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500 Greatest Albums

Here’s our list of seminal international albums including The Beatles, Bob Dylan and The Rolling Stones among others

Rolling Stone India May 19, 2011
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310. BloodSexSugarMagik ”“ Red Hot Chili Peppers
The band hadn’t yet broken. Anthony Kiedis was exploring acting (the evidence: his cameo in Point Break). Then the Peppers went touchy-feely (and multiplatinum) with ballads such as “Under the Bridge.” Thanks in part to producer Rick Rubin, the transition to success was remorseless.

309. Nothing’s Shocking ”“ Jane’s Addiction
They thought Led Zeppelin were a funk band, and when they learned this was not true, they carried on anyway. Initially released wrapped in ribbed rubber, Jane’s major-label debut rewrites pre-Nirvana rock history, reconciling punk and metal with shredding riffs on oceanic songs.

308. The Sun Records Collection – Various Artists
Blues without polish, country without corn and rockabilly played with brainless abandon. This collection of Fifties releases has acknowledged greats (Elvis, Johnny, Jerry Lee) and lesser-known gems (Bill Justis’ spiky “Raunchy”). Lewis’ take on the Sun sound was, “It took all of us to screw up the world.”

307. Avalon – Roxy Music
Peter Sinfield, producer of Roxy Music’s angular and wild 1972 debut, said that on Avalon they “ran out of naivete.” Their sound was now woozy and lush, horny yet mature. And also unabashedly, unironically romantic. A synth-soul landmark, Avalon was their biggest hit, their swan song and the pinnacle of rock elegance.

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306. Songs for Swingin’ Lovers – Frank Sinatra
Here is an album that means to deny the rock & roll that was then changing America and succeeds. The songs were standards, most ten or twenty years old, and Sinatra and arranger Nelson Riddle were bent on jazzy, hip sophistication. “I’ve Got You Under My Skin” still stands as a Sinatra high point.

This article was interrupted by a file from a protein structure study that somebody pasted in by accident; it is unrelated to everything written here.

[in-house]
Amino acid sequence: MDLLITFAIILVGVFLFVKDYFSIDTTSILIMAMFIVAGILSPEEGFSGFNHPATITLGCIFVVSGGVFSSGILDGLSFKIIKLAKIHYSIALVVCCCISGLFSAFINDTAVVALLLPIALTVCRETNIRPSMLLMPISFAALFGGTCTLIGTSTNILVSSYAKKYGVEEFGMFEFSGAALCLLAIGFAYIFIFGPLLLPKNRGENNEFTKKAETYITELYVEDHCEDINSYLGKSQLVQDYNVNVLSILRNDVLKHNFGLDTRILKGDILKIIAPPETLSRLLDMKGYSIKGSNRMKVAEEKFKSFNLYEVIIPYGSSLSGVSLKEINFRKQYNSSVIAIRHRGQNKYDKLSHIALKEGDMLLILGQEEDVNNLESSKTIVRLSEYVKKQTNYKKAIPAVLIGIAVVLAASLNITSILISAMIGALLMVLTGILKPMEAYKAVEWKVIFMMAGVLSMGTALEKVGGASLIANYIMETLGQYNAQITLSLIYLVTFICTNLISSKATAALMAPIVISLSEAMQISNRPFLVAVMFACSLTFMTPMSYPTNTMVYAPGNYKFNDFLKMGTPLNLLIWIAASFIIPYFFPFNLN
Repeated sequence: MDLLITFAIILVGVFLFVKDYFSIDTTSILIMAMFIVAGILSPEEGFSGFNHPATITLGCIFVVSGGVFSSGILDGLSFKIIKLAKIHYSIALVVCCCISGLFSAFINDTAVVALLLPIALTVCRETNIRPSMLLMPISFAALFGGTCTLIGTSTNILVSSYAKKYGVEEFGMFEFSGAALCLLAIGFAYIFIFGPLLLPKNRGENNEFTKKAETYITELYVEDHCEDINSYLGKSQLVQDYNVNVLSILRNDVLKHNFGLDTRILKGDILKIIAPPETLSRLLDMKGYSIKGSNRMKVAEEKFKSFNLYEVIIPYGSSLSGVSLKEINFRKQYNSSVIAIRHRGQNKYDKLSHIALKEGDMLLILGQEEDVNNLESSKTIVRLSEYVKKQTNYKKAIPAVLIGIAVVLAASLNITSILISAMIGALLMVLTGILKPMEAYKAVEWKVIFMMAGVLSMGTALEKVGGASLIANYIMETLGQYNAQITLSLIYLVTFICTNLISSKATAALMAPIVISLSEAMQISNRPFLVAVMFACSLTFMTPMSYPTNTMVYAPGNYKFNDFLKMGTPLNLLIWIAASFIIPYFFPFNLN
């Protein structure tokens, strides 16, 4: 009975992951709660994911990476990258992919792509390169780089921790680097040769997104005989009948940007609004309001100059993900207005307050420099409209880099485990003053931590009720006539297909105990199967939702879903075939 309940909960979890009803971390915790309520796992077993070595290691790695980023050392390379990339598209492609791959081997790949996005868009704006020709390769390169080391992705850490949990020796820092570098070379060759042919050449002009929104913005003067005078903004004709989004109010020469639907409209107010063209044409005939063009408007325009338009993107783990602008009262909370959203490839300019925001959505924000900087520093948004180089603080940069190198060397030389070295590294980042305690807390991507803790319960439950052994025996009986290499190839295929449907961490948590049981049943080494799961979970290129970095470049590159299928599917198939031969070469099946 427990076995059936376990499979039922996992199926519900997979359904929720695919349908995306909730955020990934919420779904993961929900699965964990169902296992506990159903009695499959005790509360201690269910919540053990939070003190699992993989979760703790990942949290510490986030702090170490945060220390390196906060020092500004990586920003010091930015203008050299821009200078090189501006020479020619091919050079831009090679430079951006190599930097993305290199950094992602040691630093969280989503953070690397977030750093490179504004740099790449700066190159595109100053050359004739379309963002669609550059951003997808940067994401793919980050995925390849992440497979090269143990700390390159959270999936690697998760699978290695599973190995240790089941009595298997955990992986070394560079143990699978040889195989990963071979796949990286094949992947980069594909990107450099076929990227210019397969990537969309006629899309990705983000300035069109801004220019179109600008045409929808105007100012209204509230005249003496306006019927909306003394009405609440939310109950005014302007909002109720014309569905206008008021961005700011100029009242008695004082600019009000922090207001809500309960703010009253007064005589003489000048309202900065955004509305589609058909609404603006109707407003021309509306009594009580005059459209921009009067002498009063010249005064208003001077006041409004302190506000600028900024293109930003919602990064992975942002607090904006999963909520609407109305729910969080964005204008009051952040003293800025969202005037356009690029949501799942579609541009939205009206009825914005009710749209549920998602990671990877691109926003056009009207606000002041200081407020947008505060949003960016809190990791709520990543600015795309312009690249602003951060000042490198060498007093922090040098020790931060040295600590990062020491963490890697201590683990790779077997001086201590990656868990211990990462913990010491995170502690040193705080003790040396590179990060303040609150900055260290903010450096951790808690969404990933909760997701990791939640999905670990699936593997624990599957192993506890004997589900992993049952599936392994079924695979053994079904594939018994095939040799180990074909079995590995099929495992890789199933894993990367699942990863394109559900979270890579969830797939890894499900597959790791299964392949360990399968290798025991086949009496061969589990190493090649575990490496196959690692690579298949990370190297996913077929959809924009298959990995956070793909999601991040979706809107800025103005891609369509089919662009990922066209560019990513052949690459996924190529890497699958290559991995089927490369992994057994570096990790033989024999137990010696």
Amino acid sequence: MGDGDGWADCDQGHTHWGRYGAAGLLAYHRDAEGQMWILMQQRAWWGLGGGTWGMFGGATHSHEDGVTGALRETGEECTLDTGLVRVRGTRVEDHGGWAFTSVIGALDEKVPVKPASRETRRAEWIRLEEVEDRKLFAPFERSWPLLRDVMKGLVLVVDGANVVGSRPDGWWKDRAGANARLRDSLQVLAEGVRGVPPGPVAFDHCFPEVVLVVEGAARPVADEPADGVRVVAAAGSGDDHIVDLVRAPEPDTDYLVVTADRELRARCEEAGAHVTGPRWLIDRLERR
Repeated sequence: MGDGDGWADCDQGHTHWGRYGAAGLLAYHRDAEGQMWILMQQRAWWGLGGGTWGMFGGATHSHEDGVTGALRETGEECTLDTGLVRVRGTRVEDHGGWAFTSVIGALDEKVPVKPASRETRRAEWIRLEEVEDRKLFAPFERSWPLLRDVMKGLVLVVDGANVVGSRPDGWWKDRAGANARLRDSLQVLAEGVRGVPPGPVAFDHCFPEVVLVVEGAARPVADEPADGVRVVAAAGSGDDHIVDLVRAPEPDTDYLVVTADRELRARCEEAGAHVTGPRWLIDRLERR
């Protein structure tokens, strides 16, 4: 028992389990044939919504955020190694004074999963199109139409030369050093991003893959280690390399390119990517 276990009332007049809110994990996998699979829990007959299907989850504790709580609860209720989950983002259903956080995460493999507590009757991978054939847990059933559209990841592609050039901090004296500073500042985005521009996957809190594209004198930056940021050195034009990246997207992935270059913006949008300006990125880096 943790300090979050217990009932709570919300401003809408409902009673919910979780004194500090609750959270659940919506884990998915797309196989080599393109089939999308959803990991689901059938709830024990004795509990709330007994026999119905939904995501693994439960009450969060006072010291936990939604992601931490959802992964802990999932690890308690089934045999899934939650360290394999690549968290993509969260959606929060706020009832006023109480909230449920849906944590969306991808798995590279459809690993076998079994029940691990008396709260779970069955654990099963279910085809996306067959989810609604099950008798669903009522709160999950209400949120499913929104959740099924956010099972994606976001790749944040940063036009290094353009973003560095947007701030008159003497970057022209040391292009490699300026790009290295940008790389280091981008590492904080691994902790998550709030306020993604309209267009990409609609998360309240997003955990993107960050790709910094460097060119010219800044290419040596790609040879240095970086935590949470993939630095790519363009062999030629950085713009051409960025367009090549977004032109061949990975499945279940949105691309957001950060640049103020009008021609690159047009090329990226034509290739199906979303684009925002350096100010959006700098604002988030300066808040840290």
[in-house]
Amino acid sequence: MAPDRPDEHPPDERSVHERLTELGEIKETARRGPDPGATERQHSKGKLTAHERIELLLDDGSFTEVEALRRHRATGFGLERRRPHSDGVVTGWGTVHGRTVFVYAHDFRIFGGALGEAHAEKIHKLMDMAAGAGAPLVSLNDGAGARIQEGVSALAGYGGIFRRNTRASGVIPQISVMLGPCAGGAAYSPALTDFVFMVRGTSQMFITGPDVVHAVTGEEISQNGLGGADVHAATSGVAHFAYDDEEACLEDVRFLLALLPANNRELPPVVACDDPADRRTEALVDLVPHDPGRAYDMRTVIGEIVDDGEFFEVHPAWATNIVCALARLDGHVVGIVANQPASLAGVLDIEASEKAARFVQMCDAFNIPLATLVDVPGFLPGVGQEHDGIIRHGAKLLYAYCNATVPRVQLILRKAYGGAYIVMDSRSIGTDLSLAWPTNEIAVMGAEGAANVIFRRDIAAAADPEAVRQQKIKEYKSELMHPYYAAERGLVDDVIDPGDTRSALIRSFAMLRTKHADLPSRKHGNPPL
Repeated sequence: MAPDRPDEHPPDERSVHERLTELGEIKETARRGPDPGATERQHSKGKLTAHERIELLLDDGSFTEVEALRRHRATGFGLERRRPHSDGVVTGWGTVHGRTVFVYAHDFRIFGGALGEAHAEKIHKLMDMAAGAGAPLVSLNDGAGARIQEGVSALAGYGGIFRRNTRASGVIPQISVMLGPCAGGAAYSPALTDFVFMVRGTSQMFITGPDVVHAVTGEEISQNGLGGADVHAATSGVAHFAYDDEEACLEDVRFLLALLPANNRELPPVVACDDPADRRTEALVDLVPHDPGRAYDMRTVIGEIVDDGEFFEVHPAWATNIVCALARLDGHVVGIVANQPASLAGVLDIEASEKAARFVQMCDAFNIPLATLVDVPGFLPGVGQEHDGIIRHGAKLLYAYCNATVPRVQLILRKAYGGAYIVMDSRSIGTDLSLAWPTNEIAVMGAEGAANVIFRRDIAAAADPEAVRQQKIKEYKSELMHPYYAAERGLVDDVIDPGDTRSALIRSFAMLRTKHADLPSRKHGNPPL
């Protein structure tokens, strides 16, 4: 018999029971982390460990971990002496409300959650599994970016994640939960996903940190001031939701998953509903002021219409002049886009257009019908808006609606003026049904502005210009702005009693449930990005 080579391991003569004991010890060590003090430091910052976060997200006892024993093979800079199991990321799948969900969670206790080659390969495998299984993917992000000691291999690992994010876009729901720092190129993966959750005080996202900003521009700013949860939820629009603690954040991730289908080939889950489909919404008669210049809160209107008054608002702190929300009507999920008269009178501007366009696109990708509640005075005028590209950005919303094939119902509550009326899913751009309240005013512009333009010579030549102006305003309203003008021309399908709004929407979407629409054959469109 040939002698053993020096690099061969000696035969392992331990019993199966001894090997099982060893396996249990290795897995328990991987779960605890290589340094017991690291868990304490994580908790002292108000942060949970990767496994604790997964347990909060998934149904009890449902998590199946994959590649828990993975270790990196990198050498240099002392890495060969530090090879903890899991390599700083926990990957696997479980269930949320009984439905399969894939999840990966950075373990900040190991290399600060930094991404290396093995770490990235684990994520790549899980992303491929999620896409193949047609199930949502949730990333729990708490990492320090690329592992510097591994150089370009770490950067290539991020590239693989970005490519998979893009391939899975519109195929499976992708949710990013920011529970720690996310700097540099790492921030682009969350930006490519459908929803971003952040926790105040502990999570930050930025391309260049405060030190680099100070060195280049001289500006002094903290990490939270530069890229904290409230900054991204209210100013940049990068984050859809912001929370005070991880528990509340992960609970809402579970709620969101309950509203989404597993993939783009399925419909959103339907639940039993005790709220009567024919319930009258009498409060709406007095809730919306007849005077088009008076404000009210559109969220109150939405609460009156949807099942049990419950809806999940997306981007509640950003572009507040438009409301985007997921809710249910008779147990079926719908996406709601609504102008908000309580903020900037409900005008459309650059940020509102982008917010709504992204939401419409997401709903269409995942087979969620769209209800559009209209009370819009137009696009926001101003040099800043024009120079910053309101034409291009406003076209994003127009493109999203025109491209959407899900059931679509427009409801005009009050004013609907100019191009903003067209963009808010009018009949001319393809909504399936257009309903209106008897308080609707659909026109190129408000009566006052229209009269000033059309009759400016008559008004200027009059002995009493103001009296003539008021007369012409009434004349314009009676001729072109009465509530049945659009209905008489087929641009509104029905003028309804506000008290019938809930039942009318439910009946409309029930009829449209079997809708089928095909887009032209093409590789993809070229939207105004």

305. Odelay ”“ Beck
Burrowing into the studio with the Dust Brothers, Beck came back with a Technicolor version of his Woody Guthrie-meets-Grandmaster Flash vision, demonstrating to all his rock peers on “Devil’s Haircut” and “Where It’s At” that turntables had a brighter future than refried grunge ”” at least for the next decade.

304. Car Wheels on a Gravel Road ”“ Lucinda Williams
It took three torturous years to finish, but it was worth it; there are no bad songs on this alt-country masterwork. The title track is one of Williams’ best: Over guitars that owe more to the Stones than to the Opry, she uses country to tell a story about the rootlessness of American life.

303. Grace ”“ Jeff Buckley
Buckley had a voice like an oversexed angel, and the songs on Grace shimmer and twist and ripple. On the fierce rocker “Eternal Life,” he upends Led Zeppelin’s take on the blues, even as he honors it: Instead of a hellhound on his trail, Buckley, who drowned in 1997, sings about immortality bearing down on him.

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302. The Marshall Mathers LP ”“ Eminem
Before his second album, Eminem was a shock rapper with a sense of humor; after Marshall Mathers, he was the voice of a generation. “I’m not a role model, and I don’t claim to be,” he said, but on songs such as “The Real Slim Shady,” he creates a vast, pissed-off audience.

301. John Wesley Harding ”“ Bob Dylan
Recovering from his 1966 motorcycle crash, Dylan took a left turn into country music, connecting to Nashville through a host of characters from the Bible and America’s rugged history. And with “All Along the Watchtower,” he may have written the most ominous rock song ever.

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